Retirement Talk

WHAT to do with the rest of your life?


577 Enlightenment and the Swami (part 2)

This is Retirement Talk. I’m Del Lowery.

This is the second in a series of episodes that deal with death and decision making. Remember that these podcasts are intended to only stimulate YOUR thinking. They are not being presented as THE WAY.

Enlightenment is something that we have all heard of but that is about all. The word comes to us from the East: from another religious belief system. Well, one time, a long time ago a swami told me I was enlightened. I was shocked until I figured out what he meant by it.

One thing about getting your views on religion or life after death figured out is that it frees you to focus other facets of life. Decision making is difficult enough without having continuous debate on this question of what happens after death.

A few years after my visit to Darwin’s house I had a chance to visit Kathmandu, Nepal. I was suppose to be studying the Recess Monkey. But when I first checked into the hotel the proprietor found out that I taught classes in religion and philosophy. She insisted that I be given a room next to the hotel library. “The Swami lives there and I think you will find him most interesting,” she said.

He slept on the wood floor with a book for a pillow. Swami Darmyotie was his name. He dressed in a loose white robe and sandals. He had long white hair and a long white beard. He had deep dark set eyes almost impossible to find. He sat silent, cross legged on a chair in the library and stared out the window for hours each day.

I talked to the librarian, Serine, a Tibetan who had walked over the mountains from Tibet to escape the Chinese occupation of her home land. She guided me to one book and then another over several days. The Swami remained silent.

One day she told me that it was closing time and then added, "Stay and read as long you I liked. Swami will be here”. I read on and then the Swami cleared his throat and said,”You ask many questions”. Thus began of brief but intense relationship.

It was as if he adopted me and guided me from one book to another depending on my questions. Every question led to another book. I read and asked questions. He rarely answered other than to guide me to another book.

He was a man with many titles: Hindu, Buddhist, Guru, Swami, Brahman, Saddu. I found that there is no problem being all of these at once. He was the second oldest Saddu in Kathmandu. People came from all over the world to ask his advice.

One night he asked me to accompany him to a Hindu temple. He asked me to bring a camera with a flash attachment. I could not enter the temple but I could stand on the porch and take photos through the open windows. It was so dark: no streetlights and no electric lights anywhere. He asked me to stay on the porch and move from window to window and take all the photos I could.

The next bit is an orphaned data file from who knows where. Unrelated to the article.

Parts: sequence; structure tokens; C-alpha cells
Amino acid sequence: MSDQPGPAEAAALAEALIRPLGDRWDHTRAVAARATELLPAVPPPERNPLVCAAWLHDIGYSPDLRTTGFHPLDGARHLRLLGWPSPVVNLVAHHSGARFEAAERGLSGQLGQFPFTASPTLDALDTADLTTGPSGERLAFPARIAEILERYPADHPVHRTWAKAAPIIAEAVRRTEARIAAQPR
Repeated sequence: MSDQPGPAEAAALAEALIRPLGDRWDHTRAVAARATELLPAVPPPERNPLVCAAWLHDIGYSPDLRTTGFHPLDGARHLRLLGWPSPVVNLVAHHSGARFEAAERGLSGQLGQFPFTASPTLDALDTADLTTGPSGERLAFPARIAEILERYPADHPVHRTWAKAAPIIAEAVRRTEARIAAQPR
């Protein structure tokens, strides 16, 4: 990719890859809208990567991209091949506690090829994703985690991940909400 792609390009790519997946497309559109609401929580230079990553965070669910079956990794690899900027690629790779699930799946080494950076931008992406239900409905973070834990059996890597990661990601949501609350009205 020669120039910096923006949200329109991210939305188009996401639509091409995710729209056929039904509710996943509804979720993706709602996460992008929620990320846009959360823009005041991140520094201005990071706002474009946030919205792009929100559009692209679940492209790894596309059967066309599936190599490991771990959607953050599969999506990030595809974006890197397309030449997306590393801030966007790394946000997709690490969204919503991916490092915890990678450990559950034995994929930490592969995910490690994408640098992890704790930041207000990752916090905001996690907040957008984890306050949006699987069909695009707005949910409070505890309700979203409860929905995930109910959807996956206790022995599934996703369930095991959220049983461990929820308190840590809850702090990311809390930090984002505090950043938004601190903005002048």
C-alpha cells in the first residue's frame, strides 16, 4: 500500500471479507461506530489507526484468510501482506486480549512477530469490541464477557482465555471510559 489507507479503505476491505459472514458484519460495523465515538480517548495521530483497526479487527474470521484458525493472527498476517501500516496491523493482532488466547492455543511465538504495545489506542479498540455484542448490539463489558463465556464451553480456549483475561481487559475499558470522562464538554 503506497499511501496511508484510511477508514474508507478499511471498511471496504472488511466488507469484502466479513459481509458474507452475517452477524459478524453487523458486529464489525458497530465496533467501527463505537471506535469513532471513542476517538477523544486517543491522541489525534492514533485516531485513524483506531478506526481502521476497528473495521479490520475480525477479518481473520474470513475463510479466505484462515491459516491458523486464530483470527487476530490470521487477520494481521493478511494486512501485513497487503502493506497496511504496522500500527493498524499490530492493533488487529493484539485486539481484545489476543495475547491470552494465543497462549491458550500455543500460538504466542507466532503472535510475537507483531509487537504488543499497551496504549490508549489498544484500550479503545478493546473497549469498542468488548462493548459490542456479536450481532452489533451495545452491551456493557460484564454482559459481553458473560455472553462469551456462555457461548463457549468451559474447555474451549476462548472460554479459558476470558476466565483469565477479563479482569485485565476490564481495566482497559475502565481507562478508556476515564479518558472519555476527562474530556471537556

Inside were perhaps twenty holy men. They had ash and painted marks all over their faces. There was an alter. On it set a big pan or dish that contained a fire. Torches burned on the side walls. The Saddus began to chant and beat on drums and pans. It was like a scene from and Indiana Jones movie. The head priest went to the alter; took some of the fire into a large flat dish and then presented it to each and every participants. They would extend their hands over the fire and then bring them to their forehead. Then he brought it to the window and presented it to me. I copied the action of the others as my mind whirled. The others then threw themselves on the floor and chanted. Swami Darmyotie was right with them.

The following day I asked Swami about the chanting. He said that it was just what the group did and it didn’t hurt anything so he always participates. “It felt good,” he said. It was then that I lost it. I told him I didn’t understand why he would do that if it didn’t have some sort of religious significance for him. Then I really broke. I launched into my own understanding of religion, Darwin, the universe and the existential position that had evolved in my mind. When I finished I was drained.

Then he spoke quietly; “It is enlightenment”. I crooked my head and said, “What?” He repeated, “It is enlightenment”. I couldn’t believe what I was hearing. He said it again. I was stunned and said questioningly, “That’s enlightenment?” He smiled and again said “yes. And now I will show you my Kathmandu”.

We went to where the untouchables lived. We ate in places I never knew existed. We visited friends of his who were in the state senate. We visited spinners and weavers. Now that I had the religious thing behind me there was life to be lived. Amazing.

Don’t get me wrong here. I am not at all sure that I had achieved what we think of as enlightenment. I may have been conned by the good swami. People came every day to see him concerning their quest for truth or enlightenment. He would listen then they would leave with a book. They would leave happy and still be on the chase.

What I came to believe was that enlightenment may have meant to the good swami was that if you had a religion or belief system that worked for you without doubts then you could, “Chop wood and carry water”. You could help the untouchables; the less fortunate. You could move on with your life. You could focus on life as it is: on lunch, on work, on relationships, etc. Maybe that is what enlightenment means; period.

I do know that after my conversation with the swami I never again question my thoughts concerning religion, evolution and life after death. Thoughts of the hereafter was gone forever. My thoughts and decisions were focused on the hear and now. I could move on to lunch, coffee, work, neighbors, community and trying to make my life and others just a bit more tolerable and enjoyable.

This is Retirement Talk.

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